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California Allowing Seniors 65 And Older To Get COVID-19 Vaccine
Wednesday, January 13, 2021
Photo by Noah Berger / AP
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Health care workers and those in nursing homes and other congregate living facilities can still be vaccinated, but state officials are expanding to those 65 and up because they are at the greatest risk of being hospitalized and dying.
Aired: January 14, 2021 | Transcript+ Subscribe to this podcast
California is immediately allowing residents 65 and older to get scarce coronavirus vaccines.
Gov. Gavin Newsom's announcement Wednesday puts seniors in line before emergency workers, teachers, childcare providers and food and agriculture workers even as counties complain they already don’t have enough doses to go around.
“There is no higher priority than efficiently and equitably distributing these vaccines as quickly as possible to those who face the gravest consequences,” Gov. Gavin Newsom said in a statement. “To those not yet eligible for vaccines, your turn is coming. We are doing everything we can to bring more vaccine into the state.”
While health care workers and those in nursing homes and other congregate living facilities can still be vaccinated, state officials are expanding to those 65 and up because they are at the greatest risk of being hospitalized and dying.
California has seen virus cases and hospitalizations explode since Thanksgiving, though in recent days the numbers have flattened.
“With our hospitals crowded and ICUs full, we need to focus on vaccinating Californians who are at highest risk of becoming hospitalized to alleviate stress on our health care facilities,” said Dr. Tomás Aragón, director of the California Department of Public Health and the state's Public Health Officer. “Prioritizing individuals age 65 and older will reduce hospitalizations and save lives.”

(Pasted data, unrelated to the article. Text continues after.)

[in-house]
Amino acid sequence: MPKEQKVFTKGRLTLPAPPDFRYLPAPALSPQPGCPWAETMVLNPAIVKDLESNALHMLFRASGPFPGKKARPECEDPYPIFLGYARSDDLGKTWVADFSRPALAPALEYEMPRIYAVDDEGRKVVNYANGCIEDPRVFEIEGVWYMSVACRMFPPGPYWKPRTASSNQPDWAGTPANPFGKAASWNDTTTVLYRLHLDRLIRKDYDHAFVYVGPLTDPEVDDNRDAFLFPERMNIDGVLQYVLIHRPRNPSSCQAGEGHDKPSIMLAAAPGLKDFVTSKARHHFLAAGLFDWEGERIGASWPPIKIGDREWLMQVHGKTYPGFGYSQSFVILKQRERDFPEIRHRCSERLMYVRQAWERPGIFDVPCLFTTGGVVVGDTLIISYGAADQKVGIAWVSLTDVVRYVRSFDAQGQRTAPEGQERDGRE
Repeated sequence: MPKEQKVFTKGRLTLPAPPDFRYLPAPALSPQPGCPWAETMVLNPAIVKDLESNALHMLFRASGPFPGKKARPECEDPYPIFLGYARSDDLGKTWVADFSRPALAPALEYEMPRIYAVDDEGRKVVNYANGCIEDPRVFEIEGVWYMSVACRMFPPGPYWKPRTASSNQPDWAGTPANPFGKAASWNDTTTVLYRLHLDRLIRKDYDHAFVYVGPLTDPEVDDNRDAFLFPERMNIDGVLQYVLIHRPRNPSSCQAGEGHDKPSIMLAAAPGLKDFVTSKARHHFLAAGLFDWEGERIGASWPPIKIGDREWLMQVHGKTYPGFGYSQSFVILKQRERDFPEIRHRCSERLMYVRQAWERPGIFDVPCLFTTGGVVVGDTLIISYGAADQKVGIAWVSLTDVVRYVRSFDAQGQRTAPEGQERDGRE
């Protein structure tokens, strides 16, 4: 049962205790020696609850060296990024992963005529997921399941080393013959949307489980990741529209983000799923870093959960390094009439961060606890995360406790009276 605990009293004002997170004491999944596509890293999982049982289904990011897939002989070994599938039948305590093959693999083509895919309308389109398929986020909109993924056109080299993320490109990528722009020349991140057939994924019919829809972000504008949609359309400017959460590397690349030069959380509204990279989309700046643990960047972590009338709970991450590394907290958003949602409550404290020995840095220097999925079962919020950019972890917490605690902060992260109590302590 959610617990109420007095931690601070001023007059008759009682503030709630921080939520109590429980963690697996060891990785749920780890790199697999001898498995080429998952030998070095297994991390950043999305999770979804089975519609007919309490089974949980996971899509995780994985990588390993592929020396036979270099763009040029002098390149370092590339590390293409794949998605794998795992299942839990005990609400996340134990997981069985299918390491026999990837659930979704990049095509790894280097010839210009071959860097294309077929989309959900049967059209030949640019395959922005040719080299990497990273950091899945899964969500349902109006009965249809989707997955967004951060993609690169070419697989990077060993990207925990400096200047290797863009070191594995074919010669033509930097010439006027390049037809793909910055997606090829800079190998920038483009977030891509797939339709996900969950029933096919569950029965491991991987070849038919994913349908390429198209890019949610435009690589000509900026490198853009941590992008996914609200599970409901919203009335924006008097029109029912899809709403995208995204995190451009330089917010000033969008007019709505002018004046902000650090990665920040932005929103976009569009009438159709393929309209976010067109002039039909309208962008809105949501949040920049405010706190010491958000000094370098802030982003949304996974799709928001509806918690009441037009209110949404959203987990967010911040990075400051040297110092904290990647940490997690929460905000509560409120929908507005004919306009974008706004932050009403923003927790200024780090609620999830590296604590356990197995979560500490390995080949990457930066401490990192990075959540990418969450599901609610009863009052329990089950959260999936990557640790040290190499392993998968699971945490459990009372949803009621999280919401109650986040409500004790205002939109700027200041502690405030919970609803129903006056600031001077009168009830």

The moves follows recommendations Tuesday from the U.S. Centers for Disease Control and Prevention. But it comes after members of a state advisory panel on Tuesday worried that adding seniors will inevitably delay vaccines for others.
Anthony Wright, executive director of the consumer health care advocacy group Health Access California, said he generally favored moving toward vaccinating older residents, the group most likely to be hospitalized and die of the coronavirus. But he was among those who said the expansion could further strain the state’s already delayed rollout of scarce vaccines.
“This is a very tough conversation about trade-offs,” he said.
Adding the aging “does not mean we’re abandoning our commitment” to those already in line for vaccines, the panel’s co-chairwoman, California Surgeon General Dr. Nadine Burke Harris said later. “We are working together to solve multiple challenges at the same time.”
Newsom also announced a new system to let people know if they are eligible to receive a vaccine, to start next week.
If residents are not yet eligible, the system will allow them to register for a text or email notification when they are.
A “second phase” of that system will help counties and cities that have begun mass inoculation centers at sports stadiums and fairgrounds by allowing eligible members of the public to schedule their appointments at mass vaccination events.
Newsom set a goal last week of delivering 1 million doses by Friday, beyond the roughly 480,000 that had been administered by last week.
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